Thursday, August 22, 2019

Seavers in the News -- Gertrude (Smith) Seaver Run Over By a Traction Car in 1908

It's time for another edition of "Seavers in the News" - a weekly feature from the historical newspapers about persons with the surname Seaver that are interesting, useful, mysterious, fun, macabre, or add information to my family tree database.

This week's entry is from The Marion [Ohio) Weekly Star newspaper dated 28 March 1908:

The transcription of the article is:

Throws Herself Under Wheels of Traction Car
Mrs. Gertrude Seaver Takes Her Life in Cincinnati -- Is a Sister of Eugene Smith, Formerly Editor of the LaRue News -- Unfortunately Leaves a Husband and Daughter

"Mrs. Gertrude Seaver, thirty six years old, born and raised near LaRue, and a sister of Eugene Smith, formerly connected with the LaRue News, committed suicide in Cincinnati, Saturday, by throwing herself under the wheels of a westbound Cincinnati, Milford and Loveland traction car.  Her mother, Mrs. Rominia Smith, was an eyewitness.  The tragedy occurred at Erie avenue and Grace street.

"The suicide was the wife of Bertram Seaver, who was employed as an inspector for a telephone company in Cincinnati.  She was demented, her condition seemingly have been rendered worse after she had grown very enthusiastic at a religious meeting a number of weeks ago.

"Mrs. Seaver had been taking treatment from Dr. Mary Connor, and, with her mother, had started for the doctor's office.  She seemed rational.  As the big traction car approached Mrs. Seaver got close to the track.  Suddenly, as the car was about to pass, she screamed and deliberately threw herself beneath the wheels.  Her body was ground almost to a pulp.  The remains were removed to the morgue.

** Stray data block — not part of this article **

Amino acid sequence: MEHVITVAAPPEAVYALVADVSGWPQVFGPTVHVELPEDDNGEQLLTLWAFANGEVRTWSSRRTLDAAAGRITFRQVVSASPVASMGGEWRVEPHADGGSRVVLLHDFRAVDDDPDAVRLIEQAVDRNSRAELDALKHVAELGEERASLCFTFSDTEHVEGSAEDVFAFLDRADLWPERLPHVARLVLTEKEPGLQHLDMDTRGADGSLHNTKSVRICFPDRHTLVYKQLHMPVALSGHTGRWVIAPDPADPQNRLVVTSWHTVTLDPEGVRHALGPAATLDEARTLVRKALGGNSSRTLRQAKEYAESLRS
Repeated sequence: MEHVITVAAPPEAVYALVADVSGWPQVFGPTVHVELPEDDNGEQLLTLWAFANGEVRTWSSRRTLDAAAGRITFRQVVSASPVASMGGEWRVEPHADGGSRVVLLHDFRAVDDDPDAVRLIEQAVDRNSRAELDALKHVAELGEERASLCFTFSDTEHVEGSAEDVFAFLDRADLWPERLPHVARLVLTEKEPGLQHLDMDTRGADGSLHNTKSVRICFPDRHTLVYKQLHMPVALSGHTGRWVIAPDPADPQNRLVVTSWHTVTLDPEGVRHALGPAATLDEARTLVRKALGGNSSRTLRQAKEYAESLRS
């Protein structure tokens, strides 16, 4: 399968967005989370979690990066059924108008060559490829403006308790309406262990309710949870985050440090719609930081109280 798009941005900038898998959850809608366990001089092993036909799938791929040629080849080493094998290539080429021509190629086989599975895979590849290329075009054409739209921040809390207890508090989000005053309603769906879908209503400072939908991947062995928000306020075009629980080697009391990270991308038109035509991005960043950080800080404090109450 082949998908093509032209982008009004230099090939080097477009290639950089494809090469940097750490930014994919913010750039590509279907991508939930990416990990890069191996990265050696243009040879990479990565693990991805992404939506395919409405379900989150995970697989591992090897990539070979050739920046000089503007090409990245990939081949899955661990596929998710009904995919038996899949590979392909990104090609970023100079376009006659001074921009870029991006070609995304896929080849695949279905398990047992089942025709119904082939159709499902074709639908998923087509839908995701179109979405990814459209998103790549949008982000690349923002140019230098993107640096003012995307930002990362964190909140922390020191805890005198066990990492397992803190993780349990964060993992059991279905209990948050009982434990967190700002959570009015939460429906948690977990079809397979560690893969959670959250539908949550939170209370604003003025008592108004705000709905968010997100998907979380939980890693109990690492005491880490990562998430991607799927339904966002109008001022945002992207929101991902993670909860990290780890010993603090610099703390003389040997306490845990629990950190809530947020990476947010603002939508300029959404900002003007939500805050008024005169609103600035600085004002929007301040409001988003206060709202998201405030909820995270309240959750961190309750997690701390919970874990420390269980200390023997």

"For weeks before she threw her body under the fast traction car, which was known as the Milford flyer, Mrs. Seaver had schemed to end her life.  A little over a week ago she attempted to drink carbolic acid.  She found the bottle about the house.  Her husband managed to get the bottle away from her.  She was closely watched as she had frequently threatened to kill herself.  That she might be prevented from taking her life, Mrs. Smith went to live with her.  Saturday morning, she detained her mother until the car was about due, then calmly walked to her awful death.  She had informed herself as to the time the car arrived at Erie avenue and Grace street.

"Mrs. Seaver is believed by the members of her family to have been inspired to carry out this plan of self-destruction by reading the story of the suicide of G.W. Whittington, an inmate of the College Hill sanatorium, who threw himself under the wheels of a car.

"A four year old daughter survives."

The source citation for the article is:

"Former LaRue Girl Meets Awful DeathThe Marion [Ohio] Weekly Star newspaper, obituary, Saturday, 28 March 1908, page 8, column 4, Gertrude Seaver obituary;   ( : accessed 22 August 2019).

What a gruesome death.  The newspaper seems to revel in the facts.  If it bleeds, it leads.  At least the obituary mentions the name of her husband, her mother, and indicates that there is a four year old daughter.

Gertrude Irene (Smith) Seaver (1871-1908) married Bertram Hill Seaver (1873-1942) on 17 April 1895 in Hamilton County, Ohio.  They had one daughter, Juanita Sunshine Seaver (1903-1992).

Bertram Hill Seaver (1873-1942) is my 7th cousin, 3 times removed, and his daughter is my 8th cousin 2 times removed. 

There are over 8,000 Seaver "stories" in my family tree - this was one of them.  Gertrude was a real person with people who loved her.  Life happens, accidentally and intentionally, and sometimes it is tragic and terrible.


Disclosure:  I have a paid subscription to and have used it extensively to find articles about my ancestral and one-name families.

Copyright (c) 2019, Randall J. Seaver

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Grandpa Landmeier said...

It is always good to remember as you wrote, "real people who were loved" It is good to remember that when we do this "genealogy work" that these are not just names. Thanks

Diane Gould Hall said...

Wow, Randy. I hadn’t learned that about her. How terrible. Bertram went on to marry my 1st cousin twice removed, Mary Siegle in 1929. This is that connection (albeit not blood connection) that we have. Thanks for sharing this. Finding the sad stuff is part of our history. I’m glad she was remembered today by you and all who read your blog.